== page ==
|Born||February 1966 (age 47), England|
|Occupation||Theatre director, Playwright|
Dominic Cooke (born 1966) is an English theatre director and playwright. He won the 2007 Laurence Olivier Award for best director for his revival of The Crucible while working at the RSC. He took over as the Artistic Director of the Royal Court Theatre in London in 2006 and his tenure was widely hailed a success staging much new work and refocusing the aims of the theatre. Apart from being a successful director he has also adapted Malorie Blackman's novel Noughts and Crosses for stage and wrote a version of Arabian Nights.
Born in Wimbledon, London Cooke's mother was an NHS receptionist who had once wanted to be an actress and his father a film editor. He was brought up seeing a lot of theatre as a teenager from free theatre tickets provided by London Education Authority. He studied at Warwick University. He moved into television after university with his first job being a runner.
He started up his own theatre company Pan Optic which he ran for two years before becoming an assistant director at the RSC in the 1990s and worked as a freelance director. He started writing at the Royal Court under Stephen Daldry in 1995 before becoming an associate director at the Royal Court for Ian Rickson in 1999. In 2003 he left the Court returning to the RSC for Michael Boyd where he directed his acclaimed version of The Crucible starring Iain Glen which won him the 2007 Laurence Olivier Award for Best Director. In 2013, he won the International Theatre Institute Award for Excellence in International Theatre. On 15 July 2013 he was awarded Honorary Doctorate of Letters by the University of Warwick.
In 2006 Cooke became the Artistic Director of the Royal Court Theatre in London. He came to Royal Court at a time where the theatre had been criticised for softening its political agenda and having 'lost its way'. Cooke promised to refocus the theatre and famously promised to stage plays that would
"explore what it means to be middle class, what it means to have power, and what it means to have wealth...plays seem to be about the dispossessed, which is important, but you can't really understand a world if you're only looking at one corner of it, and that kind of theatre is really just as reactionary in its way as the theatre pre-George Devine all french windows and all that."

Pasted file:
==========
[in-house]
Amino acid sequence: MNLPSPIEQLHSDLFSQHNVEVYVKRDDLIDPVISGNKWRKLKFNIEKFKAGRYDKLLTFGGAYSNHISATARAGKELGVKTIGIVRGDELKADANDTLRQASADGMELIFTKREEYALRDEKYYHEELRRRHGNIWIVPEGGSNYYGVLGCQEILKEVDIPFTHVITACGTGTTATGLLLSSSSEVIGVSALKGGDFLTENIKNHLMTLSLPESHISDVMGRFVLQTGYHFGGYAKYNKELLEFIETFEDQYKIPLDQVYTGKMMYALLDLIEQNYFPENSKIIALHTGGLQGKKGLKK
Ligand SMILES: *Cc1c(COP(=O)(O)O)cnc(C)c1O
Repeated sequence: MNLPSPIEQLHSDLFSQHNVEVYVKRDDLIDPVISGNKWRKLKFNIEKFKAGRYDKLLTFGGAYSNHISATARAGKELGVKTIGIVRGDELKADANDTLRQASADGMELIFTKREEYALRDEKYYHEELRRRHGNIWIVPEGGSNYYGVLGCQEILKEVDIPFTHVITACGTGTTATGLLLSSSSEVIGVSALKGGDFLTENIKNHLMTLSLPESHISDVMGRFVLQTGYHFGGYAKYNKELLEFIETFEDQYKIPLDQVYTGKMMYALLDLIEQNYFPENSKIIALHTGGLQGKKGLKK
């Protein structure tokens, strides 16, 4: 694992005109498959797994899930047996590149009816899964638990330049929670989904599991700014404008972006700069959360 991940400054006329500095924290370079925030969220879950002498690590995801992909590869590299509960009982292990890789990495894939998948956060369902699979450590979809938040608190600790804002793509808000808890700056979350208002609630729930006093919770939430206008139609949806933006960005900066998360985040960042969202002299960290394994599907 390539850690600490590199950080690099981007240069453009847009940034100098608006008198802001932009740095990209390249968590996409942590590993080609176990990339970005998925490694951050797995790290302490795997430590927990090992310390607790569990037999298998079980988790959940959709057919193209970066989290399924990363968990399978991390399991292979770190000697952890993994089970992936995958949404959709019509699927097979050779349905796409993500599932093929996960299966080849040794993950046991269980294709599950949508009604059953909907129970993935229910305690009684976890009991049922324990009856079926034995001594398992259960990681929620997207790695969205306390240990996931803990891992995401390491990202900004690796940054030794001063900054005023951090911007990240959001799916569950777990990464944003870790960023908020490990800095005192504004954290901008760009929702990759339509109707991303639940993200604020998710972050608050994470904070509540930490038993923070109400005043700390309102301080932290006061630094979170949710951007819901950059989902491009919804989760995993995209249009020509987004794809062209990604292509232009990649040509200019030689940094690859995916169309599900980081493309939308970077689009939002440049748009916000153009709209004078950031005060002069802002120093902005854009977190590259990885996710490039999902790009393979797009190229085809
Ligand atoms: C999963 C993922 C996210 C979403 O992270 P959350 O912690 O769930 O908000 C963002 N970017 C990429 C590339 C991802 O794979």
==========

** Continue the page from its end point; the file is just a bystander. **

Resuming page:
As well as staging some successful revivals Cooke has also pioneered new writing promoting the Royal Court's Young Writers' Programme and writers such as Polly Stenham and Bola Agbaje have had their debut plays staged during his time. It was during his tenure that the massive successes of Jerusalem, Clybourne Park (directed by himself) and Enron were staged which both transferred to the West End.
Royal National Theatre
In November 2011 Cooke made his directing debut at the Royal National Theatre in London, with The Comedy of Errors by William Shakespeare. The play, with stage design by Bunny Christie, was set in modern-day London. The cast included Lenny Henry as Antipholus of Ephesus and Claudie Blakley as Adriana. The production was selected to be broadcast live to selected cinemas worldwide in March 2012 as part of the National Theatre Live programme.
In 2007 he wrote the stage adaptation of Malorie Blackman's Noughts and Crosses which he directed and produced at the RSC. He also wrote an adaptation of Arabian Nights for Young Vic in 1998. He directed a revised version for the RSC in 2009.
- "Dominic Cooke Biography". Contemporary Writers. British Council. 2008. Retrieved 2008-09-02.
- "Behind the scenes at the Royal Court: Dominic Cooke's year of living dangerously". The Guardian (London). 2010-01-03.
- Costa, Maddy (2006-04-20). "Shakespeare was daring - why aren't new writers?". The Guardian (London).
- Dominic Cooke http://www.thisislondon.co.uk/theatre/article-23384457-courting-controversy.do